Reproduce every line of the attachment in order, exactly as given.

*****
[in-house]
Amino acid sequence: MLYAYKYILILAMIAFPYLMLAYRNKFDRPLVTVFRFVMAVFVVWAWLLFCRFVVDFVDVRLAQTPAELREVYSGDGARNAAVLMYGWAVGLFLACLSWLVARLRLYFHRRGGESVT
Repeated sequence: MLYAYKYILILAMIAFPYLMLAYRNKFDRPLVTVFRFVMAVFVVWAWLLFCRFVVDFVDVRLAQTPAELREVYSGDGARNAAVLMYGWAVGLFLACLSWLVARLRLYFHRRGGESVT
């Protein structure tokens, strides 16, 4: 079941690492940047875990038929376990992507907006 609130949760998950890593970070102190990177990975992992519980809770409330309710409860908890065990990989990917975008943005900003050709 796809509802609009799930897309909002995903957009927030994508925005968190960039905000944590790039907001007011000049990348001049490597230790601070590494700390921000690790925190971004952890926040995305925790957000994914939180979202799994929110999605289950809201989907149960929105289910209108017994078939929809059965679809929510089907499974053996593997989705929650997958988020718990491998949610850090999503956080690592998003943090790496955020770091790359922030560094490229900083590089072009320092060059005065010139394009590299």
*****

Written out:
[in-house]
Amino acid sequence: MLYAYKYILILAMIAFPYLMLAYRNKFDRPLVTVFRFVMAVFVVWAWLLFCRFVVDFVDVRLAQTPAELREVYSGDGARNAAVLMYGWAVGLFLACLSWLVARLRLYFHRRGGESVT
Repeated sequence: MLYAYKYILILAMIAFPYLMLAYRNKFDRPLVTVFRFVMAVFVVWAWLLFCRFVVDFVDVRLAQTPAELREVYSGDGARNAAVLMYGWAVGLFLACLSWLVARLRLYFHRRGGESVT
């Protein structure tokens, strides 16, 4: 079941690492940047875990038929376990992507907006 609130949760998950890593970070102190990177990975992992519980809770409330309710409860908890065990990989990917975008943005900003050709 796809509802609009799930897309909002995903957009927030994508925005968190960039905000944590790039907001007011000049990348001049490597230790601070590494700390921000690790925190971004952890926040995305925790957000994914939180979202799994929110999605289950809201989907149960929105289910209108017994078939929809059965679809929510089907499974053996593997989705929650997958988020718990491998949610850090999503956080690592998003943090790496955020770091790359922030560094490229900083590089072009320092060059005065010139394009590299």